Palestinians seek the West Bank as the heartland of a future independent state. Most of the 2.5 million Palestinians in the West Bank live under a semi-autonomous government. But Israel, which captured the West Bank in the 1967 Mideast war, wields overall control. Roughly 500,000 Jewish settlers live in the West Bank and neighboring east Jerusalem, taking away resources.

More than 120 Jewish settlements dot the West Bank, often encroaching on Palestinian farmlands or preventing farmers from reaching their land. Israel’s separation barrier, built to prevent militants from entering Israel, has swallowed nearly 10 percent of Palestinian farmland, according to U.N. estimates, limiting access and lowering yields.

Israel also controls more than 80 percent of the West Bank’s water in lopsided sharing agreements, said Palestinian water official Ribhi al-Sheik. In other areas dilapidated water pipes have wasteful leaks. Most farmers depend on rain and unlicensed wells, depleting already-stressed aquifers. In some parts, Israeli military authorities also ban rain-collecting cisterns. Badly planned Palestinian towns have paved over fertile lands.

Outside markets for fresh produce aren’t profitable. Goods must cross through Israeli-controlled export crossings, causing delays and lowering quality through exposure to sunlight and constant reloading from one truck to another.

Israeli military spokesman Guy Inbar said the long export process was solely for security reasons and “not intended to harm” exports, noting that Palestinians export some 100,000 tons of fresh produce a year. He said Palestinians access more water than what is allowed for under sharing agreements and that farmers with permits are able to reach land on the other side of the separation barrier.

The challenges sparked a new way of thinking: Palestinians had to make finished goods that could survive the rough growing conditions and lengthy journey to outside markets.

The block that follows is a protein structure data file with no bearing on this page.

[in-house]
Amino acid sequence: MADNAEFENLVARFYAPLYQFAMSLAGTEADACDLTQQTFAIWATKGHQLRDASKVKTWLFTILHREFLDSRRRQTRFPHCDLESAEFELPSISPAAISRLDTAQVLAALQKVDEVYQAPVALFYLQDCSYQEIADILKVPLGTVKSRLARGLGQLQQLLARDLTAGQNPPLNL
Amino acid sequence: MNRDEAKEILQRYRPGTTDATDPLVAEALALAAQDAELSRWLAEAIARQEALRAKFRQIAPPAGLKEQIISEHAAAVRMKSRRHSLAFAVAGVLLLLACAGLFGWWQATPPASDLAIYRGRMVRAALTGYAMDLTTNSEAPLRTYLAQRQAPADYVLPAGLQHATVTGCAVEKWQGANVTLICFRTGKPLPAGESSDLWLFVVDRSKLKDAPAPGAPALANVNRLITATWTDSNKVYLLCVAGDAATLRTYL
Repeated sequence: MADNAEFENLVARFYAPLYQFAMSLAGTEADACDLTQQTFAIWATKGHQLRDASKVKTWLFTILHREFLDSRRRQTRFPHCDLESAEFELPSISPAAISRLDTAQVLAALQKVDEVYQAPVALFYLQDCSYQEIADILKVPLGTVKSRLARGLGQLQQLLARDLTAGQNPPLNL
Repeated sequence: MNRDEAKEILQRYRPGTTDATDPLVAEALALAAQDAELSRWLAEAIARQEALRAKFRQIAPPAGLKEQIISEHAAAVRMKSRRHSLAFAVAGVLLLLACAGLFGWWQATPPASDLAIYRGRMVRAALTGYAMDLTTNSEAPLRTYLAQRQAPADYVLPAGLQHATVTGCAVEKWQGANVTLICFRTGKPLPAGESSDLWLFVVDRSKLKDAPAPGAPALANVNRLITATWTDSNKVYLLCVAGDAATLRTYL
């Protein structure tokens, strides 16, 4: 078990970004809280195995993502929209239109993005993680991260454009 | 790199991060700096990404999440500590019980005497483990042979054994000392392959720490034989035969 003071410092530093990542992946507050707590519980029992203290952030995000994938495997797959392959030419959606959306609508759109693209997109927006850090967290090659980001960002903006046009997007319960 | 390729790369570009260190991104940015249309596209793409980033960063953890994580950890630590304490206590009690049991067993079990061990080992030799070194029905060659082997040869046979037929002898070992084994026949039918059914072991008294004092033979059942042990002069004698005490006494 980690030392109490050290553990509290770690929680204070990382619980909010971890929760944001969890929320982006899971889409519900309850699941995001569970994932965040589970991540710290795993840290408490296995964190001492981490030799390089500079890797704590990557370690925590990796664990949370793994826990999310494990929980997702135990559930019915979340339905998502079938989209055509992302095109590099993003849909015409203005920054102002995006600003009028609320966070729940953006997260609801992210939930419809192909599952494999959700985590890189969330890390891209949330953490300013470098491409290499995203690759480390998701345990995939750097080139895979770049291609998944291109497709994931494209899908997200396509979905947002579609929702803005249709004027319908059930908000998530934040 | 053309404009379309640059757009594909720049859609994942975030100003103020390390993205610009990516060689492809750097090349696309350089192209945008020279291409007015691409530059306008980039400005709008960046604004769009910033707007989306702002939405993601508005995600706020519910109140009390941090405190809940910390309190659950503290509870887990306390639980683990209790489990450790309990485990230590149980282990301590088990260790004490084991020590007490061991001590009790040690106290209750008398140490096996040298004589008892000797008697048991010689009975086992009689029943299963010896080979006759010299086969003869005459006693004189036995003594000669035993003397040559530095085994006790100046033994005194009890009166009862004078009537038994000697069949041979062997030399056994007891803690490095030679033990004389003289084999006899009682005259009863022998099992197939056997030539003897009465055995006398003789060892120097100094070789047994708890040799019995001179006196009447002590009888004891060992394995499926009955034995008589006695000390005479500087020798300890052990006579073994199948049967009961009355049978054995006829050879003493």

Fair-trade, organic products that can be rain-fed, particularly olives, were the perfect solution.

“It’s the future of Palestinian exports. The future is in added value, through environmental and social accountability,” said Abu Farha of Canaan Fair Trade. “People want to know: “Where is this oil coming from? Whose life is it changing?”

The changes are visible in Nus Jubail, a village crowded with olives and pines, its 400 residents in houses with blue doors and rooftops sheltered by grape arbors. A decade ago, most residents pressed their oil for personal use. Little was sold commercially and prices were low, said Khader, the farmer.

Around 2004, agricultural activists formed the Palestinian Fair Trade Association, seeking out farmers across the West Bank. They persuaded Khader to establish an organic cooperative of five farmers, allowing them to collectively press their olives and sell better-priced oil.

During the three-year conversion process, Khader and his colleagues were taught to grow olives without chemicals, pruning and plowing instead of using herbicides and fermenting sheep droppings into fertilizer. Once certified, Khader and his partners sold their oil above market prices, attracting other recruits. Now 18 of the village’s 30 farmers are organic.

This year, organic oil is selling for about $5.40 a liter—a dollar higher than conventional oil, said Abu Farha of Canaan Fair Trade, which purchases much of the oil. Other independent farmers are selling directly to consumers for $9 a liter, far above market price.

Farmers are going organic on other products, such as maftoul, a chewy sun-dried staple resembling couscous, as well as dried almonds and a spicy herb mix called hyssop.

But high-end oil is key.

In Whole Foods supermarkets in New York and New Jersey, it’s sold under the “Alter Eco” brand, Abu Farha said. It’s in Sainsbury’s in Britain, and in boutique shops globally through Canaan and other distributers. Dr. Bronner’s Magic Soap, a popular organic, fair traded vegan soap, sources 95 percent of its oil—some 165 tons—from Palestinian growers, the soap company said.

Even so, challenges abound. Palestinian oil production is irregular because they can’t irrigate their crops and export costs are still high. Abu Farha of Canaan said some farmers have cheated by mixing conventional oil into their products.

Still, the move toward organic, sustainable farming is an important, elegant fight.

“I don’t throw rocks,” said farmer Khader, referring to young men who frequently hurl stones during demonstrations. He pointed to his rock-built terraces. “I use them to build our future.”

This article appeared in http://www.mercurynews.com/breaking-news/ci_21962774/palestinian-farmers-turn-organic-farming